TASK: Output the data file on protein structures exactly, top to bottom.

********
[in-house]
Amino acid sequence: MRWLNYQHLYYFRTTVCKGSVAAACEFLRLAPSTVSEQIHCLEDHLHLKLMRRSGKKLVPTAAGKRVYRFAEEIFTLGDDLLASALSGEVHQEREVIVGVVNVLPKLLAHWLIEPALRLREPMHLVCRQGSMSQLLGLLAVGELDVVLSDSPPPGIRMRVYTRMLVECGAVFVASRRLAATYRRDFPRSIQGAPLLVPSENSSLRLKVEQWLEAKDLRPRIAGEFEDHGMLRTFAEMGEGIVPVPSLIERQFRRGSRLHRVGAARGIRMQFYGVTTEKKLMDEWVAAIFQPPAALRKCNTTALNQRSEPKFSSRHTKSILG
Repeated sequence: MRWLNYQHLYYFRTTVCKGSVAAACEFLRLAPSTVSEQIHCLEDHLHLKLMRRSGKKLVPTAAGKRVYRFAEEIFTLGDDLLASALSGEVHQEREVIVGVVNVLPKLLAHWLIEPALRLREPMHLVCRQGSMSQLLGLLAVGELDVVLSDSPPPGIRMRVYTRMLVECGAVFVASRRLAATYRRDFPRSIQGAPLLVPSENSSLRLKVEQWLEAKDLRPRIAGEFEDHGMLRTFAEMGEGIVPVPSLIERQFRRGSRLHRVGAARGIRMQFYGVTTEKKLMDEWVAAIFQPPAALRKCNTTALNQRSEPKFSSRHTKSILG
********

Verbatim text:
[in-house]
Amino acid sequence: MRWLNYQHLYYFRTTVCKGSVAAACEFLRLAPSTVSEQIHCLEDHLHLKLMRRSGKKLVPTAAGKRVYRFAEEIFTLGDDLLASALSGEVHQEREVIVGVVNVLPKLLAHWLIEPALRLREPMHLVCRQGSMSQLLGLLAVGELDVVLSDSPPPGIRMRVYTRMLVECGAVFVASRRLAATYRRDFPRSIQGAPLLVPSENSSLRLKVEQWLEAKDLRPRIAGEFEDHGMLRTFAEMGEGIVPVPSLIERQFRRGSRLHRVGAARGIRMQFYGVTTEKKLMDEWVAAIFQPPAALRKCNTTALNQRSEPKFSSRHTKSILG
Repeated sequence: MRWLNYQHLYYFRTTVCKGSVAAACEFLRLAPSTVSEQIHCLEDHLHLKLMRRSGKKLVPTAAGKRVYRFAEEIFTLGDDLLASALSGEVHQEREVIVGVVNVLPKLLAHWLIEPALRLREPMHLVCRQGSMSQLLGLLAVGELDVVLSDSPPPGIRMRVYTRMLVECGAVFVASRRLAATYRRDFPRSIQGAPLLVPSENSSLRLKVEQWLEAKDLRPRIAGEFEDHGMLRTFAEMGEGIVPVPSLIERQFRRGSRLHRVGAARGIRMQFYGVTTEKKLMDEWVAAIFQPPAALRKCNTTALNQRSEPKFSSRHTKSILG